The depiction of a ‘planet of fixers’ mapped in the paper may offer a charismatic image of certain moral ‘goods’ and bolster broader hopes associating INDIY ICT M&R with notions of ‘planetary repair’. Yet, those who do find the image compelling should be mindful of certain risks that inhere in it. For example, the image of a planet of fixers may bolster assumptions about what actual economic, social, and environmental ‘goods’ are being served by INDIY ICT M&R.
Are millions of people around the world doing INDIY ICT M&R a reason to be hopeful about fixing’s role in ecological conservation? Maybe. Several million people distributed around the world could indicate a significant amount of maintenance and repair activity and co-benefits like conservation of materials and energy, local self-employment, and greater self-reliance among other possibilities. At the same time, all this activity doesn’t necessarily or automatically scale up to aggregate conservation of raw materials or preservation of ecosystems. It may be that such scaling up is indeed accomplished, but such scaling requires substantial research, as yet undone, to evidence. Further work is needed to critically investigate the notion of a planet of fixers for its limits and possibilities as an affective vision of hope or crisis.
The ubiquitous but highly uneven distributions of INDIY ICT M&R activity indicated by the data mapped in my paper point to a variety of future research directions. For example, what sort of job prospects does the sector offer, for whom, where, and under what conditions? How are supply- and customer-networks organized and whom do they serve? To what degree do ICT M&R activities offer genuine material and energy conservation gains and what of the discards that inevitably arise from this sector? More broadly, the results suggest fruitful directions for deeper analysis and research into both pragmatic questions about ICT maintenance and repair (such as their social, economic and environmental significance), as well as more speculative questions about how and why the fates of ICT within and between production, use, and discard stand in for dreams of technological futurity and nightmares of social and environmental breakdown.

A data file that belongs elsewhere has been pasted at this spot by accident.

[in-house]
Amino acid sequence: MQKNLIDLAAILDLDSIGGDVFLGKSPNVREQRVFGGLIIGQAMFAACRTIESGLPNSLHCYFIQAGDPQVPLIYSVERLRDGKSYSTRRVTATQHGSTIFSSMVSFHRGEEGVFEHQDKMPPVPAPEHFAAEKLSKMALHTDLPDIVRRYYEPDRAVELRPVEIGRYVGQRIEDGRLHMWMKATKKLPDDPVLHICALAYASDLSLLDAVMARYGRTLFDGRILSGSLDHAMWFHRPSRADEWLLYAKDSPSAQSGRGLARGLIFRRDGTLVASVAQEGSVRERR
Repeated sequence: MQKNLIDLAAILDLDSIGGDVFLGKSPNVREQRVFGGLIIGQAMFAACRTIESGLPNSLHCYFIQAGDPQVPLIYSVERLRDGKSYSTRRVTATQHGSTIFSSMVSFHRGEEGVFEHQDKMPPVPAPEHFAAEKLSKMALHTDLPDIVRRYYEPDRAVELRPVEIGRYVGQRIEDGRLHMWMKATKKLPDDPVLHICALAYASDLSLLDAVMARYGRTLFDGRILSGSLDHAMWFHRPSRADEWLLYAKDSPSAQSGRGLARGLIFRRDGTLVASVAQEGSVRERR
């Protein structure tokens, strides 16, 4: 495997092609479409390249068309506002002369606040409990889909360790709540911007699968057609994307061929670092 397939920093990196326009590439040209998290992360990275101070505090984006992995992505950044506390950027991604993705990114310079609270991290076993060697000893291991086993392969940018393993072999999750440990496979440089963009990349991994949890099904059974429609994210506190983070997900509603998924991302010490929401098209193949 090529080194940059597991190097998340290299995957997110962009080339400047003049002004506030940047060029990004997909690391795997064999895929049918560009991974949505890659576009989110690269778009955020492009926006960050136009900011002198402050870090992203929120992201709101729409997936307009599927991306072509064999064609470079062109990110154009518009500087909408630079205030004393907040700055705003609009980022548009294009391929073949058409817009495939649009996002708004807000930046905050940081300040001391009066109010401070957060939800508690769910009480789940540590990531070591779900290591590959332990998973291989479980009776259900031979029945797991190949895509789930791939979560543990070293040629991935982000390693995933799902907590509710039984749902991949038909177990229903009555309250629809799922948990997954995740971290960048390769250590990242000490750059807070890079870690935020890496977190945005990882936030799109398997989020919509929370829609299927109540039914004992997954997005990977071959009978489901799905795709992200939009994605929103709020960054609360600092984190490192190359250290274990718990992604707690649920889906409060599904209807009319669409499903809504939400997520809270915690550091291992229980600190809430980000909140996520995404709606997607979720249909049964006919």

About the Author: Josh Lepawsky is Professor of Geography at Memorial University of Newfoundland. He researches the geographies of discards as well as those of maintenance and repair, as well as ‘fair’ or ‘ethical’ trade in rubbish electronics and recycling Twitter: @rubbishmaker
This article is based on the Open Access paper: Lepawsky J. (2020). Planet of fixers? Mapping the middle grounds of independent and do‐it yourself information and communication technology maintenance and repair. Geo: Geography and Environment. https://doi.org/10.1002/geo2.86